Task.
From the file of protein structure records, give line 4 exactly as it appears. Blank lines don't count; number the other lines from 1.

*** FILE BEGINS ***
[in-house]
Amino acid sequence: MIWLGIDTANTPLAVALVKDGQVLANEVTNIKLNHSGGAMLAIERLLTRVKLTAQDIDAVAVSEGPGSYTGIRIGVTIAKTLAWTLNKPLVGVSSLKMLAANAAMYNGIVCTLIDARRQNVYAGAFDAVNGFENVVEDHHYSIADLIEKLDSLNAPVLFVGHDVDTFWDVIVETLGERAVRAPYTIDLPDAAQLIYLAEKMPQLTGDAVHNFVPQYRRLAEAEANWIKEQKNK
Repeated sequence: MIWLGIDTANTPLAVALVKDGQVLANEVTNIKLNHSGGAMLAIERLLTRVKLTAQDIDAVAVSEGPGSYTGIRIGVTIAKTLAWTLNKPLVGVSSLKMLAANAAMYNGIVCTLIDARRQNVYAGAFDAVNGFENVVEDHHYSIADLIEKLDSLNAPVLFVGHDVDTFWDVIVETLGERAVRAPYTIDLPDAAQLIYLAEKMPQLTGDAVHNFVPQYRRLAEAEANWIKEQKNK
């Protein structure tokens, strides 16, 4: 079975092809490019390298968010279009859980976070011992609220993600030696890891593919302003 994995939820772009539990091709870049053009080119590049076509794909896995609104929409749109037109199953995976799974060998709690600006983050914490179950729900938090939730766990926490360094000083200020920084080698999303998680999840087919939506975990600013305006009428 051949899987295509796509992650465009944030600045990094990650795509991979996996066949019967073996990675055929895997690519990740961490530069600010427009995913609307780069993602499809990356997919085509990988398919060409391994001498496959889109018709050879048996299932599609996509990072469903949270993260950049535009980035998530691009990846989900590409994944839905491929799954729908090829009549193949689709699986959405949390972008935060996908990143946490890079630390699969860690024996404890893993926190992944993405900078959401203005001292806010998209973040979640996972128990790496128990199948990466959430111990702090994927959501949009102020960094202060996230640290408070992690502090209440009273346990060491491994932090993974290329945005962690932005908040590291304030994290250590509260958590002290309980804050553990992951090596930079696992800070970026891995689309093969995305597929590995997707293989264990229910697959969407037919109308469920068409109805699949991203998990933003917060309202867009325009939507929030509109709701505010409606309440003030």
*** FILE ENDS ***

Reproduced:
């Protein structure tokens, strides 16, 4: 079975092809490019390298968010279009859980976070011992609220993600030696890891593919302003 994995939820772009539990091709870049053009080119590049076509794909896995609104929409749109037109199953995976799974060998709690600006983050914490179950729900938090939730766990926490360094000083200020920084080698999303998680999840087919939506975990600013305006009428 051949899987295509796509992650465009944030600045990094990650795509991979996996066949019967073996990675055929895997690519990740961490530069600010427009995913609307780069993602499809990356997919085509990988398919060409391994001498496959889109018709050879048996299932599609996509990072469903949270993260950049535009980035998530691009990846989900590409994944839905491929799954729908090829009549193949689709699986959405949390972008935060996908990143946490890079630390699969860690024996404890893993926190992944993405900078959401203005001292806010998209973040979640996972128990790496128990199948990466959430111990702090994927959501949009102020960094202060996230640290408070992690502090209440009273346990060491491994932090993974290329945005962690932005908040590291304030994290250590509260958590002290309980804050553990992951090596930079696992800070970026891995689309093969995305597929590995997707293989264990229910697959969407037919109308469920068409109805699949991203998990933003917060309202867009325009939507929030509109709701505010409606309440003030």